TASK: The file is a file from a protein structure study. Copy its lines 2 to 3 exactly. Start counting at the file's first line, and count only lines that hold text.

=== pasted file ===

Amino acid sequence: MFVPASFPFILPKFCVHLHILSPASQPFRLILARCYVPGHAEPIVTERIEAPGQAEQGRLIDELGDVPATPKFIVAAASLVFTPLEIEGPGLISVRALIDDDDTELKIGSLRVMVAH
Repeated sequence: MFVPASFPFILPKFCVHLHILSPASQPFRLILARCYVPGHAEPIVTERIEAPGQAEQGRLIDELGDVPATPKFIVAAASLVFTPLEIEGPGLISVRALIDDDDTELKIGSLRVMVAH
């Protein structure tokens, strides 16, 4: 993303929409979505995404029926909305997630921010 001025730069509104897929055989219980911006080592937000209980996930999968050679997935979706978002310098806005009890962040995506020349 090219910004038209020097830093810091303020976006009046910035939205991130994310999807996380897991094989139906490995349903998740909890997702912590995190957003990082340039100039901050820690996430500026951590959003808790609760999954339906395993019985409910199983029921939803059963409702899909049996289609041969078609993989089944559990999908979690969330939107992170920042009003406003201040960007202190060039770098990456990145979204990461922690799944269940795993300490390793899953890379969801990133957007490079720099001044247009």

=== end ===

Repeated sequence: MFVPASFPFILPKFCVHLHILSPASQPFRLILARCYVPGHAEPIVTERIEAPGQAEQGRLIDELGDVPATPKFIVAAASLVFTPLEIEGPGLISVRALIDDDDTELKIGSLRVMVAH
């Protein structure tokens, strides 16, 4: 993303929409979505995404029926909305997630921010 001025730069509104897929055989219980911006080592937000209980996930999968050679997935979706978002310098806005009890962040995506020349 090219910004038209020097830093810091303020976006009046910035939205991130994310999807996380897991094989139906490995349903998740909890997702912590995190957003990082340039100039901050820690996430500026951590959003808790609760999954339906395993019985409910199983029921939803059963409702899909049996289609041969078609993989089944559990999908979690969330939107992170920042009003406003201040960007202190060039770098990456990145979204990461922690799944269940795993300490390793899953890379969801990133957007490079720099001044247009």